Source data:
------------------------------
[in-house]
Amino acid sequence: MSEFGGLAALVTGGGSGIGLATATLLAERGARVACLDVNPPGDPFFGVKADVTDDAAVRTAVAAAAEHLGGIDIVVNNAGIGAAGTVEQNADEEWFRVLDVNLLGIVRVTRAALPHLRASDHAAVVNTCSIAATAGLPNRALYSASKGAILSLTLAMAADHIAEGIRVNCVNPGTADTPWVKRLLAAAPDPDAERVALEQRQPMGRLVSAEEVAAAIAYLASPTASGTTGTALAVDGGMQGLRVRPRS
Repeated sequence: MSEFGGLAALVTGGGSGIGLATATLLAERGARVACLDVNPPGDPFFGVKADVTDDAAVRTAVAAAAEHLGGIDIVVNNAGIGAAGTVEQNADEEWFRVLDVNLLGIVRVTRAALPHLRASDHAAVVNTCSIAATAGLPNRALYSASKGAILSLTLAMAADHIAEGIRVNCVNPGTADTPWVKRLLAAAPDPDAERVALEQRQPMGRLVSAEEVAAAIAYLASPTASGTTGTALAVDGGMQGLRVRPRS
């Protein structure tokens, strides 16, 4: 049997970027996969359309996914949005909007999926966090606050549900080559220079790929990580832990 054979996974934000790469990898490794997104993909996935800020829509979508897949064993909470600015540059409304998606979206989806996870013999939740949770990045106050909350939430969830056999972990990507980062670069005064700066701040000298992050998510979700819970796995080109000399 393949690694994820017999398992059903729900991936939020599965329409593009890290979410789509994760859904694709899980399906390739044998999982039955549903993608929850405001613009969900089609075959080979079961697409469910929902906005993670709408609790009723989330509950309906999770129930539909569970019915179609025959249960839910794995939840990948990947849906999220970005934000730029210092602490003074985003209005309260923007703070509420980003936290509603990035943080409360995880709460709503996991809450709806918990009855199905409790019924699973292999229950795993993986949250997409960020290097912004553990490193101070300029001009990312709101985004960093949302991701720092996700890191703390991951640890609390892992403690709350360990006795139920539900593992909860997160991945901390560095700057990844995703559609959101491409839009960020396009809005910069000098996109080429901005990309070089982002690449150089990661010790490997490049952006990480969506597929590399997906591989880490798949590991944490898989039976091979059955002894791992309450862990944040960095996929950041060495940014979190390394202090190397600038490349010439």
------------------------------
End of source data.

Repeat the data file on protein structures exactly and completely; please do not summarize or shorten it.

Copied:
[in-house]
Amino acid sequence: MSEFGGLAALVTGGGSGIGLATATLLAERGARVACLDVNPPGDPFFGVKADVTDDAAVRTAVAAAAEHLGGIDIVVNNAGIGAAGTVEQNADEEWFRVLDVNLLGIVRVTRAALPHLRASDHAAVVNTCSIAATAGLPNRALYSASKGAILSLTLAMAADHIAEGIRVNCVNPGTADTPWVKRLLAAAPDPDAERVALEQRQPMGRLVSAEEVAAAIAYLASPTASGTTGTALAVDGGMQGLRVRPRS
Repeated sequence: MSEFGGLAALVTGGGSGIGLATATLLAERGARVACLDVNPPGDPFFGVKADVTDDAAVRTAVAAAAEHLGGIDIVVNNAGIGAAGTVEQNADEEWFRVLDVNLLGIVRVTRAALPHLRASDHAAVVNTCSIAATAGLPNRALYSASKGAILSLTLAMAADHIAEGIRVNCVNPGTADTPWVKRLLAAAPDPDAERVALEQRQPMGRLVSAEEVAAAIAYLASPTASGTTGTALAVDGGMQGLRVRPRS
């Protein structure tokens, strides 16, 4: 049997970027996969359309996914949005909007999926966090606050549900080559220079790929990580832990 054979996974934000790469990898490794997104993909996935800020829509979508897949064993909470600015540059409304998606979206989806996870013999939740949770990045106050909350939430969830056999972990990507980062670069005064700066701040000298992050998510979700819970796995080109000399 393949690694994820017999398992059903729900991936939020599965329409593009890290979410789509994760859904694709899980399906390739044998999982039955549903993608929850405001613009969900089609075959080979079961697409469910929902906005993670709408609790009723989330509950309906999770129930539909569970019915179609025959249960839910794995939840990948990947849906999220970005934000730029210092602490003074985003209005309260923007703070509420980003936290509603990035943080409360995880709460709503996991809450709806918990009855199905409790019924699973292999229950795993993986949250997409960020290097912004553990490193101070300029001009990312709101985004960093949302991701720092996700890191703390991951640890609390892992403690709350360990006795139920539900593992909860997160991945901390560095700057990844995703559609959101491409839009960020396009809005910069000098996109080429901005990309070089982002690449150089990661010790490997490049952006990480969506597929590399997906591989880490798949590991944490898989039976091979059955002894791992309450862990944040960095996929950041060495940014979190390394202090190397600038490349010439």